I usually try to understand where someone is coming from on any given issue, but i honestly cant wrap my head around this one. Like if someone says why is Yomi sooooo stinking expensive. I can understand because $100 is not pocket change. but here. I dont get it at all. So the smartest game designer of all time would have been one who developed a game in which you rolled a numbered object (happens to have 6 sides) and you move your piece in to the appropriate space on the gam board. iIt could have been a race or if you land on once you land on all the colored spaces you have one. then every single game that has you roll a die and move a piece owes you a piece of their profit, right. i mean strip them down to a very simplistic form and you are both rolling dice, both have pieces, a game board, and in the second case both have space with different values. so what you add money, property names, hotels, penalties. it plays completely different, or anything. it only matters if they share some of the basest of qualities when they are stripped to almost nothing of what they are.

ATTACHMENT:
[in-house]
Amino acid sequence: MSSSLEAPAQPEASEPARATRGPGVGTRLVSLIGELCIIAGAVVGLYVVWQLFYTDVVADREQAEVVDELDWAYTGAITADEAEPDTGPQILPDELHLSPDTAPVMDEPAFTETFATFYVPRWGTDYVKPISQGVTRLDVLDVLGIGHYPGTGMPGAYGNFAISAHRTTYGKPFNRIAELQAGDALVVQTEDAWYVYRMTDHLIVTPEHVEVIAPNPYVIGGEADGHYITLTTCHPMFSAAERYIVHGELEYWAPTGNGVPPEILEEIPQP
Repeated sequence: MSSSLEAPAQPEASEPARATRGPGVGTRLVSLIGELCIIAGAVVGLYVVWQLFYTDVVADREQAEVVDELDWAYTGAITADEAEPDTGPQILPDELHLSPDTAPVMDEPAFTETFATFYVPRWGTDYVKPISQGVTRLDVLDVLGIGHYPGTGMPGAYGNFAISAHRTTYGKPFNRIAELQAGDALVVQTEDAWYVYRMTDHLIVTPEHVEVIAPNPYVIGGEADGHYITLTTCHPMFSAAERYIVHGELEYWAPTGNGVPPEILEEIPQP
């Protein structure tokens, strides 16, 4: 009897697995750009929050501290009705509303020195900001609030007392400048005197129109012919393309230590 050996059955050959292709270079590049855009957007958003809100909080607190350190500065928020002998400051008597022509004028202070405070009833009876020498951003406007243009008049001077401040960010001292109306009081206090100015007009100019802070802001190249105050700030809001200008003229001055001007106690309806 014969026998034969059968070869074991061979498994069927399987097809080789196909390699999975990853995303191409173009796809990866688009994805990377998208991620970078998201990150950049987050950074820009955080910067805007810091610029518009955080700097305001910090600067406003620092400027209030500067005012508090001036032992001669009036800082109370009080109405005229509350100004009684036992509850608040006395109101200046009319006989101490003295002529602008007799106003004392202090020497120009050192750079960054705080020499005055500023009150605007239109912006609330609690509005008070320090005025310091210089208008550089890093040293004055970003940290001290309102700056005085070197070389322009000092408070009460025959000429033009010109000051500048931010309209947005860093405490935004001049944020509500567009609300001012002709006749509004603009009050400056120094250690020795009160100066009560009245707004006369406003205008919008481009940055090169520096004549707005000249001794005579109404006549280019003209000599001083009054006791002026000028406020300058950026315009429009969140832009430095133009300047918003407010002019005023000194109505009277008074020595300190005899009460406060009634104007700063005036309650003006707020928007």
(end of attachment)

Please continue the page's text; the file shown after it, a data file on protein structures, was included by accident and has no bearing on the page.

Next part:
I didn't believe this was real at first. Lets assume that there was some reasonable argument for there being an issue, which there is absolutely not, The party that is wronged is the one responsible to approach those who have wronged them. It sounds great and all stepping in for your friend and you are willing to take your lumps, what? He is an adult who if he feels legitimately wronged should take it to Sirlin personally. OH, and please do not treat those here on bgg as if we are ignorant to reality. You claim to respect the industry and DESIGNERS? Is David Sirlin a game designer? What ounce of respect did you demonstrate to him? This thread was about something he has poured a countless amount of time into as welll as many others i am sure. Did you respect any of that. Did you attempt with all of your effort and repeatedly to contact him personally. Did the "hurt " party? NO you ignorantly and with obvious ill intent came to do nothing but disrespect the very thing you supposedly value. If this is truly how you operate then i am sure none of this will matter or get through.